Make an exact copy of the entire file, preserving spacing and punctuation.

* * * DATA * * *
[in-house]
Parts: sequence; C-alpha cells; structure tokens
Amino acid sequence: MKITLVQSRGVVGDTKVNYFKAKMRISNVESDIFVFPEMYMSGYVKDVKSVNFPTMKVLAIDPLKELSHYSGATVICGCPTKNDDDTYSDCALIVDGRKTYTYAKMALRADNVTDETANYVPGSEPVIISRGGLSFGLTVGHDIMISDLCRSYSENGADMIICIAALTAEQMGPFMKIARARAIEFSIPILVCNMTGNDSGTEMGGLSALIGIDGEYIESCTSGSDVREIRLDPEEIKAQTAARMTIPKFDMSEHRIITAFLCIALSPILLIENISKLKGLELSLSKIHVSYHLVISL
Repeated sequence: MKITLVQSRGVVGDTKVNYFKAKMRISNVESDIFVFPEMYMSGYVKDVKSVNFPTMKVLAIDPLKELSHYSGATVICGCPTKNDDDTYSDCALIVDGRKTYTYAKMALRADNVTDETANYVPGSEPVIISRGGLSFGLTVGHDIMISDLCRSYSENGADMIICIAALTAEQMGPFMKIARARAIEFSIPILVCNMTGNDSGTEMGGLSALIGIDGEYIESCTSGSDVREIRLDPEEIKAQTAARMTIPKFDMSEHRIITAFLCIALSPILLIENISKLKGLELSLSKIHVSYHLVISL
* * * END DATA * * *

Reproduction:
[in-house]
Parts: sequence; C-alpha cells; structure tokens
Amino acid sequence: MKITLVQSRGVVGDTKVNYFKAKMRISNVESDIFVFPEMYMSGYVKDVKSVNFPTMKVLAIDPLKELSHYSGATVICGCPTKNDDDTYSDCALIVDGRKTYTYAKMALRADNVTDETANYVPGSEPVIISRGGLSFGLTVGHDIMISDLCRSYSENGADMIICIAALTAEQMGPFMKIARARAIEFSIPILVCNMTGNDSGTEMGGLSALIGIDGEYIESCTSGSDVREIRLDPEEIKAQTAARMTIPKFDMSEHRIITAFLCIALSPILLIENISKLKGLELSLSKIHVSYHLVISL
Repeated sequence: MKITLVQSRGVVGDTKVNYFKAKMRISNVESDIFVFPEMYMSGYVKDVKSVNFPTMKVLAIDPLKELSHYSGATVICGCPTKNDDDTYSDCALIVDGRKTYTYAKMALRADNVTDETANYVPGSEPVIISRGGLSFGLTVGHDIMISDLCRSYSENGADMIICIAALTAEQMGPFMKIARARAIEFSIPILVCNMTGNDSGTEMGGLSALIGIDGEYIESCTSGSDVREIRLDPEEIKAQTAARMTIPKFDMSEHRIITAFLCIALSPILLIENISKLKGLELSLSKIHVSYHLVISL